For what it's worth: I'm hearing a low indistinct hum right now, and - just as happened when I first noticed it twenty years ago, lying flat on my back in a tent in the middle of the outback without another soul for hundreds of kilometres in any direction - it gets louder when I put my fingers in my ears.
posted by flabdablet at 10:55 AM on December 13, 2014


the technician told me that my high-frequency hearing exceeded the limits of their testing, but I don't remember how high that testing actually went.

I'm sure what the technician meant is that at the highest frequency on their audiometer, you heard it at -10 dB HL, which is the softest the audiometer probably goes at 8,000 Hz, which was most likely the highest frequency on the audiometer. There are extended frequency audiometers around that go to 20 kHz, but they aren't common, and they are used primarily to monitor children on chemotherapy agents (chemotherapy drugs ruin your high frequency hearing very rapidly). A normal hearing test runs from 125 Hz to 8000 Hz, which is pretty much the functional range of human hearing.

And it's interesting because 8 kHz is way way higher than most people think, which is why I'm always skeptical when folks say they have hearing up to 20 kHz. 8000 hertz is beyond even the level where our brain can detect pitch, like way beyond it.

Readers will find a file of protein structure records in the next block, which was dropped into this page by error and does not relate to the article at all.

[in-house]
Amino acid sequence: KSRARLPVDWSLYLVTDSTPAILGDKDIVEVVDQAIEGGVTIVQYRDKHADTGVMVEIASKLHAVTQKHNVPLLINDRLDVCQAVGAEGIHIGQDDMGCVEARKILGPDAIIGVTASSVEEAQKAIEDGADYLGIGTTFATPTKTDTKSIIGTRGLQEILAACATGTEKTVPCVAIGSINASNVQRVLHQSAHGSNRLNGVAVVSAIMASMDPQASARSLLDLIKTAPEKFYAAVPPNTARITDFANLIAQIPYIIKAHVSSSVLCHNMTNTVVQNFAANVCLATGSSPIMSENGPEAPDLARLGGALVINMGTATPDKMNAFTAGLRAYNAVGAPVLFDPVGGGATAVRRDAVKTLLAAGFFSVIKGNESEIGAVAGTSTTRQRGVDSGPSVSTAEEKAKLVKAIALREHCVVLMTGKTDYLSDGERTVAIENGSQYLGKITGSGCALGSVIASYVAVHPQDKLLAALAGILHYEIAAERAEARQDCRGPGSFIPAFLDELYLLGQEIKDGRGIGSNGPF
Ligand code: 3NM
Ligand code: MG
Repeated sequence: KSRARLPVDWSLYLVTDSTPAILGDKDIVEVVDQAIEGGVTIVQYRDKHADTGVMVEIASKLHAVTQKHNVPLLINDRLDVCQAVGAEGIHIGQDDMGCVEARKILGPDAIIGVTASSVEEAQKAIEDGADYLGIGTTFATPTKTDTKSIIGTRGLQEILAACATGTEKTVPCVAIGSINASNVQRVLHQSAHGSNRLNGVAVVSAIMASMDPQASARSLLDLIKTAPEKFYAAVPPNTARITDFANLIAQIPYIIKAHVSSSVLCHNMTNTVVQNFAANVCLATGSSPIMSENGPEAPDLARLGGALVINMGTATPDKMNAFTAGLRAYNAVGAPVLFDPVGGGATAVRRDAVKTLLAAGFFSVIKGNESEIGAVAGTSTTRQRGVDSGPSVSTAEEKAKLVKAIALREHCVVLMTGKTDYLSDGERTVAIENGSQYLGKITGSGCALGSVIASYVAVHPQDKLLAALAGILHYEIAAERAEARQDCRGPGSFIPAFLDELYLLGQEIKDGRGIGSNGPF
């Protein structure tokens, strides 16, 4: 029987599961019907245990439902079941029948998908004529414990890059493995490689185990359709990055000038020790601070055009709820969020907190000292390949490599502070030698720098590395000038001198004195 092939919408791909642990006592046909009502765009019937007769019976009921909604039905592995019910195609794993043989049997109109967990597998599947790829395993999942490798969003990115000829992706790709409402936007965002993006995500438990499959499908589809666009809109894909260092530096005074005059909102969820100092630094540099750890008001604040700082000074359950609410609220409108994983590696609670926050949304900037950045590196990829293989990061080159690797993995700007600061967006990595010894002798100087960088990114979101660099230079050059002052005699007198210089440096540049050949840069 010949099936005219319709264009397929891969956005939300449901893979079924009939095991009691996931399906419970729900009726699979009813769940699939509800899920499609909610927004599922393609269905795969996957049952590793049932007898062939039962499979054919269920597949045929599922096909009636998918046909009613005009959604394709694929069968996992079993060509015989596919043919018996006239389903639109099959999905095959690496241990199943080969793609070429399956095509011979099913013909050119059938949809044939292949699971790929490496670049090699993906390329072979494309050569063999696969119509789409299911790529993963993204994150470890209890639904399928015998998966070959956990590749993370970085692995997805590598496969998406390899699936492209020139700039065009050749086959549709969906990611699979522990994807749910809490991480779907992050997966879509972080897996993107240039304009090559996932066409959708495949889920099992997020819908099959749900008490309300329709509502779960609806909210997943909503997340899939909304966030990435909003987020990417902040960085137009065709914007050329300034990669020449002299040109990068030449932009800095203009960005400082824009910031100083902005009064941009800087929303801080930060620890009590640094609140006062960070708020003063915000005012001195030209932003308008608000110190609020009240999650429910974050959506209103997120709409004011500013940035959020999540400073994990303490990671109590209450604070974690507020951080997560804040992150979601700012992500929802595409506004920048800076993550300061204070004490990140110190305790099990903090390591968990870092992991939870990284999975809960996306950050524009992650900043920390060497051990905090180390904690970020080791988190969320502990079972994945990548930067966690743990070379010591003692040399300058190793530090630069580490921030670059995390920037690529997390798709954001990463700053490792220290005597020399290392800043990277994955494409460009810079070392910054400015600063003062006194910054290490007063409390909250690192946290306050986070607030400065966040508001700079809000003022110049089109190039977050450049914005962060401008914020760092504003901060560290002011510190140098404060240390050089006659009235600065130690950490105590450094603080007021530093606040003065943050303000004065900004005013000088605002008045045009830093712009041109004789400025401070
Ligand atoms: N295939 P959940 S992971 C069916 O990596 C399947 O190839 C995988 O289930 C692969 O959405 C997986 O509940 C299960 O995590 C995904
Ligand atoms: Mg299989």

In any case, if you have a -10 dB threshold at 8000 Hz, congratulations, you have taken good care of your hearing. I don't often see children with levels that good, let alone adults!
posted by Lutoslawski at 12:04 PM on December 13, 2014


I hear dead people.

Rolling over in their graves.

At the thought that people can hear them rolling over in their graves.
posted by sylvanshine at 7:42 PM on December 13, 2014 [1 favorite]


It's the sound of the Force, only those of us with high midi-chlorian counts can hear it.
posted by homunculus at 10:06 AM on December 16, 2014 [2 favorites]